Cold and quiet Meduza reports from on the ground in Magnitogorsk, at the site of a deadly apartment building collapse
In the early morning hours on December 31, a gas line exploded in a 10-story apartment complex on Karl Marx Prospect in the city of Magnitogorsk, almost completely destroying one section of the building. As of January 2, rescue workers had pulled 20 bodies from the rubble, and nearly two dozen souls were still missing, with the search still underway. Hours after the explosion, Meduza special correspondent Evgeny Berg traveled to Magnitogorsk to visit the blast site and the headquarters established in town to provide aid to victims.
A construction crane lowers its large red claw into the pile of concrete and drags out several chunks from the debris, which crumble and scatter dust. A rod of steel reinforcement protrudes from one piece, with a brown bedspread dangling from the tip. The crane spins and the bedspread flutters like a cape in the wind.
There’s an icy breeze outside, it’s -4 degrees Fahrenheit, and there are just 30 minutes until New Year’s. The streets of Magnitogorsk’s 127th microdistrict are deserted, except for a handful of people standing at the police line, beyond which the crane does its work and dozens of emergency workers bustle about. Floodlights illuminate a gaping hole in the long 10-story building. The crane’s red claw dumps the debris into Kamaz heavy trucks, as two emergency workers study the contents. The others inspect the collapsed section of the apartment complex, which is now a 16-foot-high pile of rubble. The responders are searching for people, dead or alive.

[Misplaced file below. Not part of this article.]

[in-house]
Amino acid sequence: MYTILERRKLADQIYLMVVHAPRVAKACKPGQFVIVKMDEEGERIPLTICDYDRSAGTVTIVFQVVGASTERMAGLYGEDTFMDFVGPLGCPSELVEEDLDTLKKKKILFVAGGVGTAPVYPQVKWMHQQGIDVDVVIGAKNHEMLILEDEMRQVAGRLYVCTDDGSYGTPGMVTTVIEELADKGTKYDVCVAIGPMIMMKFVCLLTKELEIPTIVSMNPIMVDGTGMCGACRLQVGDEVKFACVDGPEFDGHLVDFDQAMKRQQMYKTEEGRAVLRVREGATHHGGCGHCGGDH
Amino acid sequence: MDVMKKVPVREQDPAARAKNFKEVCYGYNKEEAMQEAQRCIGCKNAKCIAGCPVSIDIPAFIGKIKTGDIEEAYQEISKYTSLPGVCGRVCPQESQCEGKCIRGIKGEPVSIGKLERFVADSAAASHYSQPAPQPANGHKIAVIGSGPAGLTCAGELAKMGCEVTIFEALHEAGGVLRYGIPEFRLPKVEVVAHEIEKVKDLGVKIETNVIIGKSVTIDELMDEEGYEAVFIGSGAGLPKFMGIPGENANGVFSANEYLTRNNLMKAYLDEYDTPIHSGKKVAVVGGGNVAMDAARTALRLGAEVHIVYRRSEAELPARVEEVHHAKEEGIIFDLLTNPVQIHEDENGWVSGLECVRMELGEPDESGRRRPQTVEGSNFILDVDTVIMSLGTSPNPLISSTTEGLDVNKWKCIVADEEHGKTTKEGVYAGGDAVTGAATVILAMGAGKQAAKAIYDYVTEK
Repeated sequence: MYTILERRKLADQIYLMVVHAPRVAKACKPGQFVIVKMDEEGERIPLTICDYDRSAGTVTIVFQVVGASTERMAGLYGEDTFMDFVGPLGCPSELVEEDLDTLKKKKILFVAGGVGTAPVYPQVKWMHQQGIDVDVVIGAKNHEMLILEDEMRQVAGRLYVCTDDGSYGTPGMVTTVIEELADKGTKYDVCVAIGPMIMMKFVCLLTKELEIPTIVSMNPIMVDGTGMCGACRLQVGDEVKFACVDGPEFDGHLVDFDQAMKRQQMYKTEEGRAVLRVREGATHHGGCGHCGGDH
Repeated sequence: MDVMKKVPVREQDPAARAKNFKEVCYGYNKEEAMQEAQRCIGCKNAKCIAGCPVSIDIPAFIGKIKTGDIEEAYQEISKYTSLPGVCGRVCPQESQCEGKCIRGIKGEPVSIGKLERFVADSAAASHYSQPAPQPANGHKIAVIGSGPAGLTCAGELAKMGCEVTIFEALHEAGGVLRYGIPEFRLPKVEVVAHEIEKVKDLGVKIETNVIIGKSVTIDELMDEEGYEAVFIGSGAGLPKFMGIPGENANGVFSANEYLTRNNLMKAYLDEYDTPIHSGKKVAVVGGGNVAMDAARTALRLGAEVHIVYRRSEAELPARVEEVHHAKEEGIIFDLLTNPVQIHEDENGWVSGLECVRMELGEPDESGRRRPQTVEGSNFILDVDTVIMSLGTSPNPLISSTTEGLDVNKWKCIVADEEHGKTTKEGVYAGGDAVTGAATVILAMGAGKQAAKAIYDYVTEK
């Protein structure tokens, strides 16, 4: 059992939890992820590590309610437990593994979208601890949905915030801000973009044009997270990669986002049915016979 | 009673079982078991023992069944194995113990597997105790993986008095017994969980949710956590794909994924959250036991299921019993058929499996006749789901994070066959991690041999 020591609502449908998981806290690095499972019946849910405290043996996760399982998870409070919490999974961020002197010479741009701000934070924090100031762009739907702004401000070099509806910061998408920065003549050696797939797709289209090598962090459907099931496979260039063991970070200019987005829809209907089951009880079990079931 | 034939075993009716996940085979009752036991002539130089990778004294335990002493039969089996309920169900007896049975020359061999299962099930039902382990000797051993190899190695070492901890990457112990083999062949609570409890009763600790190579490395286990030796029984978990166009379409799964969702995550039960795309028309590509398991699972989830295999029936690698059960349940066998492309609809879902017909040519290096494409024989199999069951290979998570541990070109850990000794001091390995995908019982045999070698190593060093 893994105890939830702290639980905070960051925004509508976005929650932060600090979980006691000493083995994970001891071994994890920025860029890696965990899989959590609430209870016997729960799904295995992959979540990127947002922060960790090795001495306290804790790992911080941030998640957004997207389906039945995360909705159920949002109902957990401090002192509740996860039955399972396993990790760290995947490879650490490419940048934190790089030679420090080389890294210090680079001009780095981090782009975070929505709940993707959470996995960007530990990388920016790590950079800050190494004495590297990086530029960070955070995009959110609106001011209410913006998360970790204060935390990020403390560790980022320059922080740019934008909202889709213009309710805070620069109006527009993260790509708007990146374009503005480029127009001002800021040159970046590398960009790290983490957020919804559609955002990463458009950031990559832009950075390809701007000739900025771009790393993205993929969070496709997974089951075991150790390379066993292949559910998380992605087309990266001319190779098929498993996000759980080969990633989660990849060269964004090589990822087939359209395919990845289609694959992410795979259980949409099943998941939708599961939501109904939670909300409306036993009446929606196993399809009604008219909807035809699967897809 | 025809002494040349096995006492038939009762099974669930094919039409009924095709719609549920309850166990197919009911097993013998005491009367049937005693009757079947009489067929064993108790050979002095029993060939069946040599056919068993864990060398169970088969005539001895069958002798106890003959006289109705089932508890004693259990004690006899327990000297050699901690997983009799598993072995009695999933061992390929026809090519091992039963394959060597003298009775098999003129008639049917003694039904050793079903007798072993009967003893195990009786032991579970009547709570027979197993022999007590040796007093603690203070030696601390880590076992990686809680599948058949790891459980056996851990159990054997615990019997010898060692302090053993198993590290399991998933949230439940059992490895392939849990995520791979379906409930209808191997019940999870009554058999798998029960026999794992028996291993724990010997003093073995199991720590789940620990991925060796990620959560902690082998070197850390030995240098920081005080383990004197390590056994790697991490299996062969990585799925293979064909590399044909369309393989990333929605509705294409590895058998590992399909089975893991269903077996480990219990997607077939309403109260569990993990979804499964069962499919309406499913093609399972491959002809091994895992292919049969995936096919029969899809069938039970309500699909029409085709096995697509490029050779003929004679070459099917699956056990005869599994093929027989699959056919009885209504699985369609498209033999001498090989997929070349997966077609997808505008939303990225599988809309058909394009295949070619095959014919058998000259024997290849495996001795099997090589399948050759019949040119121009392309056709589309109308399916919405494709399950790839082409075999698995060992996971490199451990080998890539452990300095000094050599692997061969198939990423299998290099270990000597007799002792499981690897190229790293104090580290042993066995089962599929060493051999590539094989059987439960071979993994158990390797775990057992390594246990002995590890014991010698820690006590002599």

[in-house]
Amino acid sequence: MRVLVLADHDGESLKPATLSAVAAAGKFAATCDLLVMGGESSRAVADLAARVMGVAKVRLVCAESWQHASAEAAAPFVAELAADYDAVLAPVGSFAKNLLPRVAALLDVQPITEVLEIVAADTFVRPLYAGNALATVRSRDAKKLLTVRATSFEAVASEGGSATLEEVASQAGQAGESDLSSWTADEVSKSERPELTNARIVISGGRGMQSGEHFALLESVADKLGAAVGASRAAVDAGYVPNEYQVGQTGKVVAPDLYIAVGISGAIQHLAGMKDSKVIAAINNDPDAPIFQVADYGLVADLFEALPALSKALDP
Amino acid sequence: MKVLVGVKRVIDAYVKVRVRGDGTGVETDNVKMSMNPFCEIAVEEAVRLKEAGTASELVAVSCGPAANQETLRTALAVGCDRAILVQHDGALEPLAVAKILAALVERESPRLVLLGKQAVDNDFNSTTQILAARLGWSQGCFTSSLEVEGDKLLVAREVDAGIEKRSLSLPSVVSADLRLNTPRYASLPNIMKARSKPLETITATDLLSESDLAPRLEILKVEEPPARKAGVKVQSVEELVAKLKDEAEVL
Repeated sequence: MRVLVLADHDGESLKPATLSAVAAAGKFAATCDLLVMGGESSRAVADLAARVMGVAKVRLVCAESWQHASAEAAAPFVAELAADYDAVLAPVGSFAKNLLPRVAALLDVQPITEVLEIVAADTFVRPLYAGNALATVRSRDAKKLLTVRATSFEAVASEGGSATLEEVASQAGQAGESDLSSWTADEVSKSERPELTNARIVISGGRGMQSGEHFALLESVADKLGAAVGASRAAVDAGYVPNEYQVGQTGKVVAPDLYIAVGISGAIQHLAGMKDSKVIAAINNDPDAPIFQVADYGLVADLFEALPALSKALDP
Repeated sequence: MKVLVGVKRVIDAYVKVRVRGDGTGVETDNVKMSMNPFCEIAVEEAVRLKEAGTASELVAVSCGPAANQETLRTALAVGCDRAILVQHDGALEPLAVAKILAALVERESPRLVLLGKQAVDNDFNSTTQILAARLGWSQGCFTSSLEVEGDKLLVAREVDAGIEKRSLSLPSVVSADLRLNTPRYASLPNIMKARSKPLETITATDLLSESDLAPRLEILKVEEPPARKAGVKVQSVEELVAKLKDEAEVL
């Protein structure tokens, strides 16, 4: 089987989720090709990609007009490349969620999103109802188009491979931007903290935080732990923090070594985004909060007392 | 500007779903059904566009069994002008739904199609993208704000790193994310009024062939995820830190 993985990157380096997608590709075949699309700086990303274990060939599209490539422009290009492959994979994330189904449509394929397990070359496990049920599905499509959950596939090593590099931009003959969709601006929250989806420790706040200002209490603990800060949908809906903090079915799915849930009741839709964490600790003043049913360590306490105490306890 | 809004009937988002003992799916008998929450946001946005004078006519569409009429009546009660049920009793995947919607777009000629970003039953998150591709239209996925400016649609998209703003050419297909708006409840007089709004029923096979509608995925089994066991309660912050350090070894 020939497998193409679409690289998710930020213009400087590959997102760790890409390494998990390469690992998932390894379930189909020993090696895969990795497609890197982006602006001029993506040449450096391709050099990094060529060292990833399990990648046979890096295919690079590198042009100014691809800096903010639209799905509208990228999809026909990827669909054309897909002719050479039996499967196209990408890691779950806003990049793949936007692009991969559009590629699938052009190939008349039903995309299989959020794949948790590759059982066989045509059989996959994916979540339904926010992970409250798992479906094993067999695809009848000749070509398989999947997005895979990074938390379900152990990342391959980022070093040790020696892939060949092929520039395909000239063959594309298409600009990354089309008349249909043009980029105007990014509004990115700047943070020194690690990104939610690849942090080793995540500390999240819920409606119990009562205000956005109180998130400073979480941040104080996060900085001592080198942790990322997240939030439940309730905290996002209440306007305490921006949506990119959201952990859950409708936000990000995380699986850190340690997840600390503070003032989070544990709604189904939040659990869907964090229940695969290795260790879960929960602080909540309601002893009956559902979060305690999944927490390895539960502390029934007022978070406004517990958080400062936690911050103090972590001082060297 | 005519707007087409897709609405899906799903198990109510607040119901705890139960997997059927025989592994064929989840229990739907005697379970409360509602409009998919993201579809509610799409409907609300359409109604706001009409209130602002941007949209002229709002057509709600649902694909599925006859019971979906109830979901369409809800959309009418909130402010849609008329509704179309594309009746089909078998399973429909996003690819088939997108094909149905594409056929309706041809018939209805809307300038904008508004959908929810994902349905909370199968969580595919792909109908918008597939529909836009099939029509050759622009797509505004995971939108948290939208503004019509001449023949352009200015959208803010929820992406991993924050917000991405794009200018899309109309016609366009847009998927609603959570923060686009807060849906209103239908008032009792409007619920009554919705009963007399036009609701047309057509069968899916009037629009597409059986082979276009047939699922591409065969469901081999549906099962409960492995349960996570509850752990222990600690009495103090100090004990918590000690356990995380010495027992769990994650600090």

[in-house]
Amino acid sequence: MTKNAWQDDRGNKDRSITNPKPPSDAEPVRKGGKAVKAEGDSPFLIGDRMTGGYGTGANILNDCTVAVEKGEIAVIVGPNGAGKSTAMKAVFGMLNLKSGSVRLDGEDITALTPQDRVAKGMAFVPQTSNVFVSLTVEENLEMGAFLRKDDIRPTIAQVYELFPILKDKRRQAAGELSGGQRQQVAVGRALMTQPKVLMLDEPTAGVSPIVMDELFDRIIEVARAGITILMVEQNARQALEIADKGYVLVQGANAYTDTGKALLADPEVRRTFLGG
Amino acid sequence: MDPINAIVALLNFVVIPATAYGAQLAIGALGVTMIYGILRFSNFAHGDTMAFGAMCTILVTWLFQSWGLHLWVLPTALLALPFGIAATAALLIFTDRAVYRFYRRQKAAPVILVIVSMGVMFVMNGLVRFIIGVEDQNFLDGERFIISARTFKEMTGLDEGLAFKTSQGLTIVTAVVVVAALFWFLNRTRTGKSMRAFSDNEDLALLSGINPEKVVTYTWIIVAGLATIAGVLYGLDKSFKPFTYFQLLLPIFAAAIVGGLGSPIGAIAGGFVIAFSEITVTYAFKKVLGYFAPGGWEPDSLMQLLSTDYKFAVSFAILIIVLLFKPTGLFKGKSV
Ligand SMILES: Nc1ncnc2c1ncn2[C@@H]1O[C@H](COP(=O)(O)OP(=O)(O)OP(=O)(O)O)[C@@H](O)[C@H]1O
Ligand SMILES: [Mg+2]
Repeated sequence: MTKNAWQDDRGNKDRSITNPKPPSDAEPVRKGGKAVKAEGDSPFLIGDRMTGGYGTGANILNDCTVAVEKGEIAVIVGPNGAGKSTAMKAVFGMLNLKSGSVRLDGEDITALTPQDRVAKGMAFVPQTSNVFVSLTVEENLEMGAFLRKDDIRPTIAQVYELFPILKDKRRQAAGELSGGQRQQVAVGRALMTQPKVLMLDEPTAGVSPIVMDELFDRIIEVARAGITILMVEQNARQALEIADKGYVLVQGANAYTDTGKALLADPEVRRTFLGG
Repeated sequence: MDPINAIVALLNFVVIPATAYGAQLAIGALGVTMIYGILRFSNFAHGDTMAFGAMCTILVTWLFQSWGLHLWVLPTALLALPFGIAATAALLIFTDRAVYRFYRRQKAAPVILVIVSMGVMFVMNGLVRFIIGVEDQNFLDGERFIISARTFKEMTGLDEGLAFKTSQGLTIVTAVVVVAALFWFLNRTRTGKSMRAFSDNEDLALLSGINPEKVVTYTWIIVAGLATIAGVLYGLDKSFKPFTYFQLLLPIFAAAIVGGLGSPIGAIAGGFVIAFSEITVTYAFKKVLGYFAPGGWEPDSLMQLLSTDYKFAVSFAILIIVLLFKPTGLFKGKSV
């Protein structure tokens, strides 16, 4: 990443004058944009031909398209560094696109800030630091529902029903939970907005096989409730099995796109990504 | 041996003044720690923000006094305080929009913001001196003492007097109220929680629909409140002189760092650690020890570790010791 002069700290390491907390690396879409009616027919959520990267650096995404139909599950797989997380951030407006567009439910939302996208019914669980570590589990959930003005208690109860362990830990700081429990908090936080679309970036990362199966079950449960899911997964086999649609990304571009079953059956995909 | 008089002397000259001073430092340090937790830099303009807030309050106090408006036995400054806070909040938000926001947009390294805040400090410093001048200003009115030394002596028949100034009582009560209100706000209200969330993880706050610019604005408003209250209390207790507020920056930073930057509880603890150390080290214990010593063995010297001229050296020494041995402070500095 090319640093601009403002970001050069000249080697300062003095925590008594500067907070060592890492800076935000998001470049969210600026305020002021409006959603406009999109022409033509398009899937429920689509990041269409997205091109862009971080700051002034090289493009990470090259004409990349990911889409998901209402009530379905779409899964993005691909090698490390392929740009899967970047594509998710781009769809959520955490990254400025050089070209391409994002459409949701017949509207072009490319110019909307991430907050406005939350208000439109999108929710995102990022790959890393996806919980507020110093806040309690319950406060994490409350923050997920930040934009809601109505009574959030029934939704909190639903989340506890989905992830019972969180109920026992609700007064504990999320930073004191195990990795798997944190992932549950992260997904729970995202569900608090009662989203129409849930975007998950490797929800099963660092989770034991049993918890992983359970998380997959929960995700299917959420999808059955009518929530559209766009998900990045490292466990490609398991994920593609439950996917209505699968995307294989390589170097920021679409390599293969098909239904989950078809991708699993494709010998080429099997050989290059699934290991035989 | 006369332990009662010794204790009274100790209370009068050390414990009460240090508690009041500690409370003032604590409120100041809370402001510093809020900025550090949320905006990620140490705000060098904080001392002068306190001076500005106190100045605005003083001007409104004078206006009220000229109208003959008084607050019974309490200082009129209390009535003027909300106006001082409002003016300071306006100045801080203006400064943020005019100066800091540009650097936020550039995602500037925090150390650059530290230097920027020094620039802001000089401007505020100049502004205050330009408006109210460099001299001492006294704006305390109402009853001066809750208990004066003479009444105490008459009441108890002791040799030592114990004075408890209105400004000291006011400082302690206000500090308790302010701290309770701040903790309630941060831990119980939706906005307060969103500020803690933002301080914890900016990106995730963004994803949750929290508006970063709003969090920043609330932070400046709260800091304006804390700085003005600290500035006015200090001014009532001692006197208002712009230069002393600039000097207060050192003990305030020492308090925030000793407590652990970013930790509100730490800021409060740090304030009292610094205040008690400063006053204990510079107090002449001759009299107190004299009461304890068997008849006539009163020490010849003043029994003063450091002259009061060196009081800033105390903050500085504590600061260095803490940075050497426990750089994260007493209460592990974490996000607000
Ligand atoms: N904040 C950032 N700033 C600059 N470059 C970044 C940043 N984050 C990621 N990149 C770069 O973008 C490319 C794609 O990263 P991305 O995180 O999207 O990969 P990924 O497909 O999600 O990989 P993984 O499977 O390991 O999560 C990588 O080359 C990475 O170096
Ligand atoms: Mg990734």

The explosion that destroyed the seventh section of the apartment complex on Karl Marx Prospect occurred at six in the morning, local time, on December 31. Investigators’ leading theory is that a gas line in one of the apartments blew up, causing the left side of the building section to collapse from the third to the 10th floor (an archway held up the first two stories). The section’s right side collapsed partially, and you could still see concrete beams and the window frames of glassed-in balconies hanging from the wreckage. The explosion destroyed 26 apartments occupied by 46 people, according to the Federal Emergency Management Agency, and there were 110 residents registered in the entire section of the apartment complex, according to official records.
The crane collects the debris piece by piece. Kamaz trucks have lined up in front of the wreckage, with one arriving just as another leaves, fully loaded, in a steady stream. An elderly woman approaches the police line and asks an officer where she can find the makeshift memorial to the victims. He points her to the courtyard and asks, “Light some candles. The last flame is still burning.”
The new year started 20 minutes ago. The crack of fireworks from neighboring districts resounds in the air, but Magnitogorsk’s 127th microdistrict is cold and quiet.
“My head just stopped working”
At about five in the morning on December 31, Natalia (who lives in the fifth section of the building on Karl Marx Prospect) was awakened by her dog. “She was tearing around the apartment, and I thought she needed a walk,” the woman recalls. “I took her out, but she was still just as nervous when we got home. I don’t know. Maybe she could sense it.” Natalia went back to bed, but she didn’t have time to fall asleep: suddenly there was a loud crash and her whole apartment started to shake. Photographs fell from the walls.
At 6:03 a.m., Natalia called the emergency responders, running outside and seeing that part of the building had collapsed. A fire had broken out on the third and ninth floors, and something was sparking from the exposed elevator shaft. Others started running up to the wreckage, and some of them, Natalia says, began climbing up the rubble to help people out of the half-destroyed apartments.